Media's Portrayal of an "Ideal" Body Image: Consequences for Young Women's Body Satisfaction and Self-Esteem

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Hemberger, Sarah
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Western Illinois University
Media's portrayal of women, particularly body size and shape, has drastically changed over the past decades, which may be a contributing factor in lower body satisfaction and self-esteem in adolescent females. This study examines the relationship between mass media's portrayal of an ideal body image and the ratings of young adolescent and older adolescent females' body satisfaction and self-esteem. The motivation used for reading magazines was examined as well as a number of beauty and fashion magazines read. A total of 49 young adolescent females (ages 10-14) and 71 older adolescent females (ages 18-22) were given four questionnaires: demographics questionnaire, reading motivations questionnaire, Body Parts Satisfaction Scale, and Rosenberg Self-Esteem Scale. Results suggest that those who reported using self-evaluation as a reading motivation had lower scores on self-reports of body satisfaction and self-esteem. Young adolescent females do not use self-evaluation as a reading motivation more often than older adolescent females. However, older adolescent females reported using self-improvement more often. Young adolescent females reported higher satisfaction with body image and more self-esteem than older adolescent females. These results suggest that young adolescents do not have lower body satisfaction and self-esteem than older adolescents. However, using self-evaluation to read beauty and fashion magazines can negatively affect body satisfaction and self-esteem. This information can help adolescents learn how to use media for comparison in a way that does not affect body satisfaction or self-esteem. It can also influence the media to be concerned about the effects on the current ideal image of adolescents' body satisfaction.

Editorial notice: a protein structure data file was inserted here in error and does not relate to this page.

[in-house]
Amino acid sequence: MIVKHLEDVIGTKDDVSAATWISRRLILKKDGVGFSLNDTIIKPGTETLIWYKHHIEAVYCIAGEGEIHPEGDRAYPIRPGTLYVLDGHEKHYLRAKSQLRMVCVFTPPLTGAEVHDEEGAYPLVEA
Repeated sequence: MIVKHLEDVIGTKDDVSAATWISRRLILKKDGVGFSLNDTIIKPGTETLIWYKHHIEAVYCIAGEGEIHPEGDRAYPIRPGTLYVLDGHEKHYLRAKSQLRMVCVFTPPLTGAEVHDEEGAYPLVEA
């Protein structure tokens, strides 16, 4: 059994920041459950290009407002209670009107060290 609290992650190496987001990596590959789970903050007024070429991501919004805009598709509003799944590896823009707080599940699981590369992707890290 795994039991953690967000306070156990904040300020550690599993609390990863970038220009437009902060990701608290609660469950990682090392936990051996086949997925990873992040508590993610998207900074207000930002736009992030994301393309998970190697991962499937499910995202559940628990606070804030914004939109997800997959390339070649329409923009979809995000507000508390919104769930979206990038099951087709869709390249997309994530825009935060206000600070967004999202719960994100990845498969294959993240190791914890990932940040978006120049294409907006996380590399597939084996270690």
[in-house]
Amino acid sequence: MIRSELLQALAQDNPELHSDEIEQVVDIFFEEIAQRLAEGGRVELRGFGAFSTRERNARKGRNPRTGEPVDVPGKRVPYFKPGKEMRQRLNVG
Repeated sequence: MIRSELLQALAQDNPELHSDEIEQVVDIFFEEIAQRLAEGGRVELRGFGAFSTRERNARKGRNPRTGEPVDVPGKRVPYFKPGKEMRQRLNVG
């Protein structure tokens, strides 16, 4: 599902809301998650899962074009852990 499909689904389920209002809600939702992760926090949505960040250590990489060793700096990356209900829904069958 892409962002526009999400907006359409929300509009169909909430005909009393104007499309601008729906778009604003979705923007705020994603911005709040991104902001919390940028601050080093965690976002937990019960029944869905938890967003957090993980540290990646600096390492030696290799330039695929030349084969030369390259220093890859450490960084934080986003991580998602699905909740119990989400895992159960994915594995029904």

Honors Undergraduate Thesis; Department of Psychology